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July 19, 1990


By CBR Staff Writer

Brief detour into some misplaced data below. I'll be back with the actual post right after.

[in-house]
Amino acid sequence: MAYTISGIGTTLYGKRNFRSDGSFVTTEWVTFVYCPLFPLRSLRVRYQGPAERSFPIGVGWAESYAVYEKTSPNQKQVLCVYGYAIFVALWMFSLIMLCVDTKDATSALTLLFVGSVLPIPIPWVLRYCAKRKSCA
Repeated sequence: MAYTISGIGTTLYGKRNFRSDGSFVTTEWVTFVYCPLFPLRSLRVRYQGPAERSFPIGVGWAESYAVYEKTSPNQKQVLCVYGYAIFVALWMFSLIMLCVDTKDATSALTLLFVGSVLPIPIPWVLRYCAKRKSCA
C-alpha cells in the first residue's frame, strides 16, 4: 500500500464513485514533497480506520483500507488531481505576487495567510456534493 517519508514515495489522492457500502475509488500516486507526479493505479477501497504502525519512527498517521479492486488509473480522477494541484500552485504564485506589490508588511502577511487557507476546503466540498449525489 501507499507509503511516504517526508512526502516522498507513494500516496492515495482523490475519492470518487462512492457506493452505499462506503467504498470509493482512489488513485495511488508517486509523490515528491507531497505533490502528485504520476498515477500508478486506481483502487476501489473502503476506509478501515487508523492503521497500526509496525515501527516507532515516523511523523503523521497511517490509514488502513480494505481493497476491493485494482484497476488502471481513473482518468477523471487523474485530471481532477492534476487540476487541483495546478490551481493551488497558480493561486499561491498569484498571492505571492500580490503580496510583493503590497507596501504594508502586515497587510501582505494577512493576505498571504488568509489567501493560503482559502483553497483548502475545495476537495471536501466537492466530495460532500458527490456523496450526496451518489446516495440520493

The 3090-1200 put together at Cornell University, New York (CI No 967) is a key part of IBM’s large systems strategy according to staffers at one of the company’s gnomic briefings on large systems given in New York this week. The machine is two 3090 600s loosely coupled but seen by the user as a single image, and the implication of what IBM was saying is that while it could now do a 3090-800 equally easily using the same coupling tech nique, it would be much less easy to do a tightly coupled eight processor system – IBM has indicated on other occasions that such a configuration would need four system control processors against two on all the current multiprocessors. IBM justified the need for enormous loosely-coupled multiprocessors by insisting that users would want bigger and bigger databases, and that these had to be held in one place. The company also acknowledged plans for fibre optic channels, but gave no indication of its plans for the introduction of Summit – but its comments make it possible that the ability to create loosely-coupled 12-processor configurations – which the company said would need major architectural changes, implying a new release of MVS/ESA – will accompany another kicker for the 3090s, and fibre optic channels, which may need new enclosures, further delaying Summit launch.

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